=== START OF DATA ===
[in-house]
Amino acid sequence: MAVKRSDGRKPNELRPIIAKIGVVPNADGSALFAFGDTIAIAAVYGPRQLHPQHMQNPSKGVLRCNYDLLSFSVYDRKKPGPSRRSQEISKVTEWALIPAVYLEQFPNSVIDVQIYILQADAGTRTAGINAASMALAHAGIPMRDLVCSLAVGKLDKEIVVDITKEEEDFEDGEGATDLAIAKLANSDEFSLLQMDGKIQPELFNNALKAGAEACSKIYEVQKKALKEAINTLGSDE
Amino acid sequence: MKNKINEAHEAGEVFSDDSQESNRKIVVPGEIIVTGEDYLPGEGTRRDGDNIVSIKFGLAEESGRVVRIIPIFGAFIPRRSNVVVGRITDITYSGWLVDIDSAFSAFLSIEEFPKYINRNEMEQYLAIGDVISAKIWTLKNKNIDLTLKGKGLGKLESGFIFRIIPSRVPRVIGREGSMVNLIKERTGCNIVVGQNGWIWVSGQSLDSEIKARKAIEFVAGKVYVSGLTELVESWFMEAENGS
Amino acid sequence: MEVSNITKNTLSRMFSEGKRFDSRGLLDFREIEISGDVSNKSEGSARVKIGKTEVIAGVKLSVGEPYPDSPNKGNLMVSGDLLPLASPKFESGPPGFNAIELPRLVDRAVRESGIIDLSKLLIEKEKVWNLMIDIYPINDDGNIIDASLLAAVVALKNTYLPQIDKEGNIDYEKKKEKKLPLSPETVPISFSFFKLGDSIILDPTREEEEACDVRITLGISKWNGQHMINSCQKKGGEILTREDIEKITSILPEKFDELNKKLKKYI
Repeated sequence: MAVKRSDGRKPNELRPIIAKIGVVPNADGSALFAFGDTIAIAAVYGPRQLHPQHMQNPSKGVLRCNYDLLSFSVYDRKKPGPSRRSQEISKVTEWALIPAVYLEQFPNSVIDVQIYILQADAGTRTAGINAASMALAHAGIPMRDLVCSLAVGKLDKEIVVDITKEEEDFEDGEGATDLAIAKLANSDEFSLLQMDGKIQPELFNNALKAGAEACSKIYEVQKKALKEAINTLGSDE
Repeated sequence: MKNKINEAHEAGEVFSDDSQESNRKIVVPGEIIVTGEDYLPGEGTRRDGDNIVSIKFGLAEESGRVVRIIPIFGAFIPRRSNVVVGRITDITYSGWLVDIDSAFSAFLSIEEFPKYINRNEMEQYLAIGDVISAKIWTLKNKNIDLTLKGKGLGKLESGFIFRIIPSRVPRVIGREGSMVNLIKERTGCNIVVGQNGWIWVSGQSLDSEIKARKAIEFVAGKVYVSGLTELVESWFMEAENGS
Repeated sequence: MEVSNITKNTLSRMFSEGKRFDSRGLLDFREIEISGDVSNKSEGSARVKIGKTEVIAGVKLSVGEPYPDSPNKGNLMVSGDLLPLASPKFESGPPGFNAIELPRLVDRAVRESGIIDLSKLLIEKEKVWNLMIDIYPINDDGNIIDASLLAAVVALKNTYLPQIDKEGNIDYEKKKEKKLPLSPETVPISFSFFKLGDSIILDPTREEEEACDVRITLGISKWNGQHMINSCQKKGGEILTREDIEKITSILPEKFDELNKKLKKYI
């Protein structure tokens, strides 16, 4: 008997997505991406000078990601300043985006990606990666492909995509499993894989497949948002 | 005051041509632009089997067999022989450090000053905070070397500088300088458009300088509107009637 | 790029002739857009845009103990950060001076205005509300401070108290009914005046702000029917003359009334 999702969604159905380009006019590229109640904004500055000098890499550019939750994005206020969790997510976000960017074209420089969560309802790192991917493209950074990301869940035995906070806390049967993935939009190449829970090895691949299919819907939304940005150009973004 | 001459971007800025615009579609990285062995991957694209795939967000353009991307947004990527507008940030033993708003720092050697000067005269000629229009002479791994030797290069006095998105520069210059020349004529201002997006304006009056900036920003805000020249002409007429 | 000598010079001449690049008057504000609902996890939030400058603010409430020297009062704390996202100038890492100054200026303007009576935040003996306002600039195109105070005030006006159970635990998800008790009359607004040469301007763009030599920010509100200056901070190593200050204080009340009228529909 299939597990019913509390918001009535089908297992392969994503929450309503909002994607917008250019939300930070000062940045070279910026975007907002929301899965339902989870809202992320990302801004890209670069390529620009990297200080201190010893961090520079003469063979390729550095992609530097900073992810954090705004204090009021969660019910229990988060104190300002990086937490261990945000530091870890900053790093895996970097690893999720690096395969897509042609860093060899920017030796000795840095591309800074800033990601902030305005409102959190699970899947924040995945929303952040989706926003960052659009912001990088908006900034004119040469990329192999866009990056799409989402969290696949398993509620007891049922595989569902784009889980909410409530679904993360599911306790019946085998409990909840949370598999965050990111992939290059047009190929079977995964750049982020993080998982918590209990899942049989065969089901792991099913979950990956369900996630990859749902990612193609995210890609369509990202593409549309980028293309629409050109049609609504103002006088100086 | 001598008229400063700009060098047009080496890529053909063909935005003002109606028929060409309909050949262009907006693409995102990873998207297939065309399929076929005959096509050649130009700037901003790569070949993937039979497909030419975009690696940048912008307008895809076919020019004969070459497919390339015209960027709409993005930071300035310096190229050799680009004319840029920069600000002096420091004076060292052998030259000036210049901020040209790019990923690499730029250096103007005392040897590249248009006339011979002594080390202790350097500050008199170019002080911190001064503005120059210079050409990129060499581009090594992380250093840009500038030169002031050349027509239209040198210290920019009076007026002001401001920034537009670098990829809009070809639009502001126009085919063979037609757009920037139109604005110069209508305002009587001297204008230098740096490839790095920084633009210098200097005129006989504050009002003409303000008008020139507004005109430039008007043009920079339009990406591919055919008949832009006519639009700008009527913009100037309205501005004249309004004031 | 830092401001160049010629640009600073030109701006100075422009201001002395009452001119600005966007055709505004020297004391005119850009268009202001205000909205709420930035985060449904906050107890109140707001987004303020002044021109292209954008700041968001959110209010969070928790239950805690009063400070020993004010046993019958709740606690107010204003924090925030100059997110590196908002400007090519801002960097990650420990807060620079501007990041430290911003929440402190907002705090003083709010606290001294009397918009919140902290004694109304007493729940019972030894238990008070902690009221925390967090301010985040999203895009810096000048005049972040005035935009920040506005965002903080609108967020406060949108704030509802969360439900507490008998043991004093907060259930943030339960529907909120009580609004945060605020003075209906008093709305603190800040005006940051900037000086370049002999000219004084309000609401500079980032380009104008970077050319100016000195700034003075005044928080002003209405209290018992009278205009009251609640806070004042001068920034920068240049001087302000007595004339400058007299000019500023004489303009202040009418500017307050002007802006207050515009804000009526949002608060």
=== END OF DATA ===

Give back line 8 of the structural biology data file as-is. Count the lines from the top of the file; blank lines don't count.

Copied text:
């Protein structure tokens, strides 16, 4: 008997997505991406000078990601300043985006990606990666492909995509499993894989497949948002 | 005051041509632009089997067999022989450090000053905070070397500088300088458009300088509107009637 | 790029002739857009845009103990950060001076205005509300401070108290009914005046702000029917003359009334 999702969604159905380009006019590229109640904004500055000098890499550019939750994005206020969790997510976000960017074209420089969560309802790192991917493209950074990301869940035995906070806390049967993935939009190449829970090895691949299919819907939304940005150009973004 | 001459971007800025615009579609990285062995991957694209795939967000353009991307947004990527507008940030033993708003720092050697000067005269000629229009002479791994030797290069006095998105520069210059020349004529201002997006304006009056900036920003805000020249002409007429 | 000598010079001449690049008057504000609902996890939030400058603010409430020297009062704390996202100038890492100054200026303007009576935040003996306002600039195109105070005030006006159970635990998800008790009359607004040469301007763009030599920010509100200056901070190593200050204080009340009228529909 299939597990019913509390918001009535089908297992392969994503929450309503909002994607917008250019939300930070000062940045070279910026975007907002929301899965339902989870809202992320990302801004890209670069390529620009990297200080201190010893961090520079003469063979390729550095992609530097900073992810954090705004204090009021969660019910229990988060104190300002990086937490261990945000530091870890900053790093895996970097690893999720690096395969897509042609860093060899920017030796000795840095591309800074800033990601902030305005409102959190699970899947924040995945929303952040989706926003960052659009912001990088908006900034004119040469990329192999866009990056799409989402969290696949398993509620007891049922595989569902784009889980909410409530679904993360599911306790019946085998409990909840949370598999965050990111992939290059047009190929079977995964750049982020993080998982918590209990899942049989065969089901792991099913979950990956369900996630990859749902990612193609995210890609369509990202593409549309980028293309629409050109049609609504103002006088100086 | 001598008229400063700009060098047009080496890529053909063909935005003002109606028929060409309909050949262009907006693409995102990873998207297939065309399929076929005959096509050649130009700037901003790569070949993937039979497909030419975009690696940048912008307008895809076919020019004969070459497919390339015209960027709409993005930071300035310096190229050799680009004319840029920069600000002096420091004076060292052998030259000036210049901020040209790019990923690499730029250096103007005392040897590249248009006339011979002594080390202790350097500050008199170019002080911190001064503005120059210079050409990129060499581009090594992380250093840009500038030169002031050349027509239209040198210290920019009076007026002001401001920034537009670098990829809009070809639009502001126009085919063979037609757009920037139109604005110069209508305002009587001297204008230098740096490839790095920084633009210098200097005129006989504050009002003409303000008008020139507004005109430039008007043009920079339009990406591919055919008949832009006519639009700008009527913009100037309205501005004249309004004031 | 830092401001160049010629640009600073030109701006100075422009201001002395009452001119600005966007055709505004020297004391005119850009268009202001205000909205709420930035985060449904906050107890109140707001987004303020002044021109292209954008700041968001959110209010969070928790239950805690009063400070020993004010046993019958709740606690107010204003924090925030100059997110590196908002400007090519801002960097990650420990807060620079501007990041430290911003929440402190907002705090003083709010606290001294009397918009919140902290004694109304007493729940019972030894238990008070902690009221925390967090301010985040999203895009810096000048005049972040005035935009920040506005965002903080609108967020406060949108704030509802969360439900507490008998043991004093907060259930943030339960529907909120009580609004945060605020003075209906008093709305603190800040005006940051900037000086370049002999000219004084309000609401500079980032380009104008970077050319100016000195700034003075005044928080002003209405209290018992009278205009009251609640806070004042001068920034920068240049001087302000007595004339400058007299000019500023004489303009202040009418500017307050002007802006207050515009804000009526949002608060």